Looking to explore the inverse point of this question:

What challenges are there for more, smaller liquid fuel engines instead of one large?

As stated in the answer to the above question, fewer, bigger engines reduces parts count and increases reliability at the expense of thrust range (relevant for reusable boosters such as Falcon 9), but what happens when you want to go really big?

The largest single combustion chamber liquid-fueled engine ever successfully flown was Saturn V's F1, last flown 45 years ago. It has no equal today (not considering solid-fuel boosters such as the Shuttle SRBs); even the Space Shuttle main engines develop only about half as much thrust.

The Falcon 9 demonstrates that nine engines are enough to provide the variable range of thrust necessary to land an expended booster. So what trade-offs lead SpaceX to employ large numbers of engines for their proposed big heavy boosters (one proposal called for 42 engines, another calls for 31) rather than develop bigger engines to use in smaller numbers?

I know that one problem faced during development of the F1 was combustion instability. Is this the dominant factor inhibiting the development of bigger engines, or are there others, and if so, what? The modern "benchmark" seems to be the SSME; what is impeding development of anything substantially larger, like, for example, that of the Sea Dragon (again, limiting the question to liquid-fueled engines)?

  • $\begingroup$ For SpaceX, it seems likely that they will use Raptors in Falcon-sized rockets at some point -- possibly starting with a methane upper stage for Falcon 9 -- so that commonality may be driving their engine sizing. $\endgroup$ Commented Mar 18, 2018 at 19:49
  • $\begingroup$ The F-1 took a lot of time for development. Development was started in 1955 and tests continued at least to 1965. Combustion instabilities were addressed from 1959 through 1961. See Wikipedia F-1. The first tests of the combustion chamber were done using pressure feed before the propellant pumps were ready. $\endgroup$
    – Uwe
    Commented Mar 18, 2018 at 19:53
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    $\begingroup$ In the specific application to the BFR/BFS this is a duplicate of this question: space.stackexchange.com/questions/25158/…. Short answer they need at least 6 engines on the spaceship for redundancy (plus ground and space nozzles). That determined the engine thrust and it turnd out they need 31 of them for the booster. $\endgroup$ Commented Mar 18, 2018 at 20:00
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    $\begingroup$ I think common use of the euphemistic phrase "combustion instabilities" really makes it harder for the broad public to understand what sort of problem it actually is, at these scales. It evokes the idea of combustion instability in a car engine, like the engine coughing a bit, exhaust smoking a little, a small shake etc. The photos at the beginning of "Ignition" depict the effects in rocketry much more evocatively. $\endgroup$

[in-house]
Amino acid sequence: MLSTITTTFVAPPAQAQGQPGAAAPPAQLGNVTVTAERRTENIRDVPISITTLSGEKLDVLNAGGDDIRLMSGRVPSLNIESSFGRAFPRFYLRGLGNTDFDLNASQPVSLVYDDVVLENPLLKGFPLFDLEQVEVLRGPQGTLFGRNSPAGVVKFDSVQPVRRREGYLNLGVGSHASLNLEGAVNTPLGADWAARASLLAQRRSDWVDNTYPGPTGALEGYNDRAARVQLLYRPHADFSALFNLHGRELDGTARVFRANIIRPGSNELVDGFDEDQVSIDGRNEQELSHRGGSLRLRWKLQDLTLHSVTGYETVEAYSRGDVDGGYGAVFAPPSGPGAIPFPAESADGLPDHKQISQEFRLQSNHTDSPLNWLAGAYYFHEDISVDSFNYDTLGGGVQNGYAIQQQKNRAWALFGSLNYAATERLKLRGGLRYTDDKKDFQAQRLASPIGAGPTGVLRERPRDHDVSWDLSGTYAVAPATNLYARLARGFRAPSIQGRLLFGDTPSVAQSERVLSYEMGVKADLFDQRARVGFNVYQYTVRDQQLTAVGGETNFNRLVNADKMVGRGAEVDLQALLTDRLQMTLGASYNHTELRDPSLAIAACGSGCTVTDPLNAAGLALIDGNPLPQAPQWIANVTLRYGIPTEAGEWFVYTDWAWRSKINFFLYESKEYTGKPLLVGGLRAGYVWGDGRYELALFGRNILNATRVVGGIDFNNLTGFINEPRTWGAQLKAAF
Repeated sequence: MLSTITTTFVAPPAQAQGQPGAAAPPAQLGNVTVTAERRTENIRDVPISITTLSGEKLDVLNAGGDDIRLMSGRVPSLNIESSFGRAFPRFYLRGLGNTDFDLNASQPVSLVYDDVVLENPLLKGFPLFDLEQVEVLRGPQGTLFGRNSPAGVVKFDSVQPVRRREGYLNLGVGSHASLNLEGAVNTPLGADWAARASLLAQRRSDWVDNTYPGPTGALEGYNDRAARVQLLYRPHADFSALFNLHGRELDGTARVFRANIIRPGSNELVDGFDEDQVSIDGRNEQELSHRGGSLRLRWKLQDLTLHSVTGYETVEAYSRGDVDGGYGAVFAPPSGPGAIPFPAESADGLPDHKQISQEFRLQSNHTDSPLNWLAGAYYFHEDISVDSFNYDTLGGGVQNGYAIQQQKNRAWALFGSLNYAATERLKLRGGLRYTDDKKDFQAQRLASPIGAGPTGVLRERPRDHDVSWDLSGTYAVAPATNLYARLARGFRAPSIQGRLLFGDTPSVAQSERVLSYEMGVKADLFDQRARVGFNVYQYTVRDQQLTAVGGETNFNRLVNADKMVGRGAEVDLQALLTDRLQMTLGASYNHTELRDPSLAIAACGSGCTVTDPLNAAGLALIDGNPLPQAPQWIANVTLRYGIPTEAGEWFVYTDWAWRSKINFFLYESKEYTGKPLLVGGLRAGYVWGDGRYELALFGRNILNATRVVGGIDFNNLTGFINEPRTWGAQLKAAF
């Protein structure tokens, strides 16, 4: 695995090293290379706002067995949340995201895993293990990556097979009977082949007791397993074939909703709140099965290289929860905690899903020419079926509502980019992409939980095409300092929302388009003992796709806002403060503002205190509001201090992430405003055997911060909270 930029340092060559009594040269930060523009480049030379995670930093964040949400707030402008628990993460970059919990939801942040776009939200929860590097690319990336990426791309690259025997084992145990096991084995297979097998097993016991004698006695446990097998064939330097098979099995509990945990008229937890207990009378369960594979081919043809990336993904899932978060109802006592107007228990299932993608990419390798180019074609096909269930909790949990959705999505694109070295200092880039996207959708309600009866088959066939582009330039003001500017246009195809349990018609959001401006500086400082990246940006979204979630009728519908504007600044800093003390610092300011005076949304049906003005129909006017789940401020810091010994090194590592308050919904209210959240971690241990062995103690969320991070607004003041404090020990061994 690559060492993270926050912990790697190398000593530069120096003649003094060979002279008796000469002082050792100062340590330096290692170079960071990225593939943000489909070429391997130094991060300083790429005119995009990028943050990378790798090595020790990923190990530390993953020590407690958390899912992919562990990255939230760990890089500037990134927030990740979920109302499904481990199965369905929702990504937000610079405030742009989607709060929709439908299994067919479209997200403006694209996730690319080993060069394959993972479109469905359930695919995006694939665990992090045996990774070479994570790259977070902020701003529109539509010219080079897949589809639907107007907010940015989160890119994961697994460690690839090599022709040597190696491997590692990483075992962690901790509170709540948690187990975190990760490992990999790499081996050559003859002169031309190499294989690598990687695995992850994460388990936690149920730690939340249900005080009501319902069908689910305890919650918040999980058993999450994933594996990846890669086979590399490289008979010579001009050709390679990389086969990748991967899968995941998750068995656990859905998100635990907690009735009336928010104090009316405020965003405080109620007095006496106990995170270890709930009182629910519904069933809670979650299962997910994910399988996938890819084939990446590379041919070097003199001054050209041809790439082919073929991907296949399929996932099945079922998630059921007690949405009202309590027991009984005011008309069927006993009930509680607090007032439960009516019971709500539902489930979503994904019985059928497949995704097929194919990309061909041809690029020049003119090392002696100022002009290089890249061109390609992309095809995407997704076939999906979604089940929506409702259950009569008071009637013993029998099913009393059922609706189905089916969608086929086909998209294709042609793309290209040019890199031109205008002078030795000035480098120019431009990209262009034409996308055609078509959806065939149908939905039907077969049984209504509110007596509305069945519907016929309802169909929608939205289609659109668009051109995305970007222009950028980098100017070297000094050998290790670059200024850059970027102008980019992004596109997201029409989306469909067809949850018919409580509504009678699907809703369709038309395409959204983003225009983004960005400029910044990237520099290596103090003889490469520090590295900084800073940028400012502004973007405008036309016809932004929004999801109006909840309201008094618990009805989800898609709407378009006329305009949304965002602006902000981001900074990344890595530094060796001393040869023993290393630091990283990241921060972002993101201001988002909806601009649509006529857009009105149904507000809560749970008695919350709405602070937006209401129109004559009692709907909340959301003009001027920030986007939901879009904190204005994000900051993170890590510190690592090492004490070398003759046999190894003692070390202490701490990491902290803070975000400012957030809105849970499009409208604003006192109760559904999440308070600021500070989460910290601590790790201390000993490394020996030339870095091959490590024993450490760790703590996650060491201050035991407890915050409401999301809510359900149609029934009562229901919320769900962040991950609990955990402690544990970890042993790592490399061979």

– SF.
    Commented Mar 19, 2018 at 9:00
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    $\begingroup$ @AnthonyX Meh! Good weasel with single combustion chamber. :) But it sort of makes the point that it was easier, cheaper, and more sustainable (F-1 flew only on S-V, RD-170 is still in series production, sort of, after 20+ years of flight. Or however long Zenit has been in service, since at least the mid-90's). $\endgroup$
    – geoffc
    Commented Mar 19, 2018 at 13:12

1 Answer 1


First, clustering of engines saves a lot of engineering work. You only design one engine, rather than more than one. This is especially valuable in the extremely conservative world of man-rated aerospace. It boils down to modularity.

Second, if you're cost-sensitive, and you're trying to mass produce a ship, clustering lets you mass-produce engines. For nearly every production method except (and even including) 3D printing and artisan hand-building, anything you can do to increase the quantity of identical things built greatly reduces the cost per individual item.

Third, multiple engines lets you adjust thrust by turning them on and off. It should be understood that the Falcon 9 lower stage cannot actually hover; with empty tanks it cannot throttle low enough to hover and instead must "hoverslam".

Fourth, large clusters of engines are more likely to have an individual failure, but won't lose a significant amount of thrust from a single failure. The Saturn V would crash if an F-1 engine failed soon enough, since that would take away 1/5 of the total thrust.

Fifth, large rocket engines are problematic. They are more likely to suffer from "combustion instabilties" of the kind that lead to the rocket just exploding. This was part of the reason for the F-1 taking so long to develop, as mentioned by Uwe, and is part of the reason for Russia's tendency to use clusters. The SSME is considered a very high performance engine with attendant extreme cost. More generally, there are often issues that lead to a "sweet spot" between small and large -- small machines often have poor performance/weight, and large ones run up against the unfavorable components of the square cube law much as they take advantage of the favorable ones -- a particular problem for pressure vessels.


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